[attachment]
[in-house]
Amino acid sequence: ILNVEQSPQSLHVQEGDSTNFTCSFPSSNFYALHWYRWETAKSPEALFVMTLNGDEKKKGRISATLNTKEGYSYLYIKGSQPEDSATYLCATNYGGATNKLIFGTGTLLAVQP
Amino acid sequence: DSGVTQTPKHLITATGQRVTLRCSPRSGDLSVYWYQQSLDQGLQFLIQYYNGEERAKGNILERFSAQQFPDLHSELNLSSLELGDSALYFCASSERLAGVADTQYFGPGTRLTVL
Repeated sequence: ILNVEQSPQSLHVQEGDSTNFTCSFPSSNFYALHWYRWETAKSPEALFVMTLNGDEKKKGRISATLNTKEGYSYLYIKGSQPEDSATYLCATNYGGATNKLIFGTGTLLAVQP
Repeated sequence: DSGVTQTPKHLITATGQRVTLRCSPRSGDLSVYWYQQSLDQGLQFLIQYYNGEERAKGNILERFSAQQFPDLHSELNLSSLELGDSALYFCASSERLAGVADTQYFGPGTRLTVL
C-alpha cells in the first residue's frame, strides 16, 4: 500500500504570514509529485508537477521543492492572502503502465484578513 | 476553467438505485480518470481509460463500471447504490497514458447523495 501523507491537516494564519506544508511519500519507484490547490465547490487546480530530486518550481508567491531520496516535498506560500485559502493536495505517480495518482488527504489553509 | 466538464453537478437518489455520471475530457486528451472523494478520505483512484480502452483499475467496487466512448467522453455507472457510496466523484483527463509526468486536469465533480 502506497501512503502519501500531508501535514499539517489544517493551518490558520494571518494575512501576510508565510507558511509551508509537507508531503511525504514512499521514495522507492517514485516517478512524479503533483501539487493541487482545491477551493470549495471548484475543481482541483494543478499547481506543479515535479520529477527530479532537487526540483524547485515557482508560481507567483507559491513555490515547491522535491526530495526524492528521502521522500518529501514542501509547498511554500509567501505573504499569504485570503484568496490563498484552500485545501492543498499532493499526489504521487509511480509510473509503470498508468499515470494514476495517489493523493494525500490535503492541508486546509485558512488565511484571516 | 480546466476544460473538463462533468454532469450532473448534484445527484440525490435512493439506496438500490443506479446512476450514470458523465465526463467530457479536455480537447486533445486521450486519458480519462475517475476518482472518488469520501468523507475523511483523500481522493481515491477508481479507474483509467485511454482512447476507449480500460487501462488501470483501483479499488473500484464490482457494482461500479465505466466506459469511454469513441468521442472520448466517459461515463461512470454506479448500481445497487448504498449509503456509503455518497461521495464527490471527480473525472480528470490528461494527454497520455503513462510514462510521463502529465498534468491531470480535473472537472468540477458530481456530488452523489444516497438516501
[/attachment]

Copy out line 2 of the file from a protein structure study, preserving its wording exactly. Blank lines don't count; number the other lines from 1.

Amino acid sequence: ILNVEQSPQSLHVQEGDSTNFTCSFPSSNFYALHWYRWETAKSPEALFVMTLNGDEKKKGRISATLNTKEGYSYLYIKGSQPEDSATYLCATNYGGATNKLIFGTGTLLAVQP